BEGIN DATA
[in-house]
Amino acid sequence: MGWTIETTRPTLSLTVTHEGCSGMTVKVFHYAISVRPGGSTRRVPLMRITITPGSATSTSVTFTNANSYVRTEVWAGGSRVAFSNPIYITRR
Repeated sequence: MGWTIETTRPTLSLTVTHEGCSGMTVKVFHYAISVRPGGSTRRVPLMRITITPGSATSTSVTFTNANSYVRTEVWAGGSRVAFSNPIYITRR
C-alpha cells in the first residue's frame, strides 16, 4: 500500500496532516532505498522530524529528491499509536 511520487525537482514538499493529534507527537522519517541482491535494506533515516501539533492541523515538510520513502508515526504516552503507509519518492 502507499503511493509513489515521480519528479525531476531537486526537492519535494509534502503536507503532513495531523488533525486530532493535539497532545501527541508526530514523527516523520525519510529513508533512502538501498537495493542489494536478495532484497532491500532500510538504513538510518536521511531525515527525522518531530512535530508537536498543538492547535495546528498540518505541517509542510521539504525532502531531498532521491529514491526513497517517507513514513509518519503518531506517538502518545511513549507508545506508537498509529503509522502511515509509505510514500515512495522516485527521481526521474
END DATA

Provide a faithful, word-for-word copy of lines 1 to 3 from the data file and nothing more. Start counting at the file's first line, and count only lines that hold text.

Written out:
[in-house]
Amino acid sequence: MGWTIETTRPTLSLTVTHEGCSGMTVKVFHYAISVRPGGSTRRVPLMRITITPGSATSTSVTFTNANSYVRTEVWAGGSRVAFSNPIYITRR
Repeated sequence: MGWTIETTRPTLSLTVTHEGCSGMTVKVFHYAISVRPGGSTRRVPLMRITITPGSATSTSVTFTNANSYVRTEVWAGGSRVAFSNPIYITRR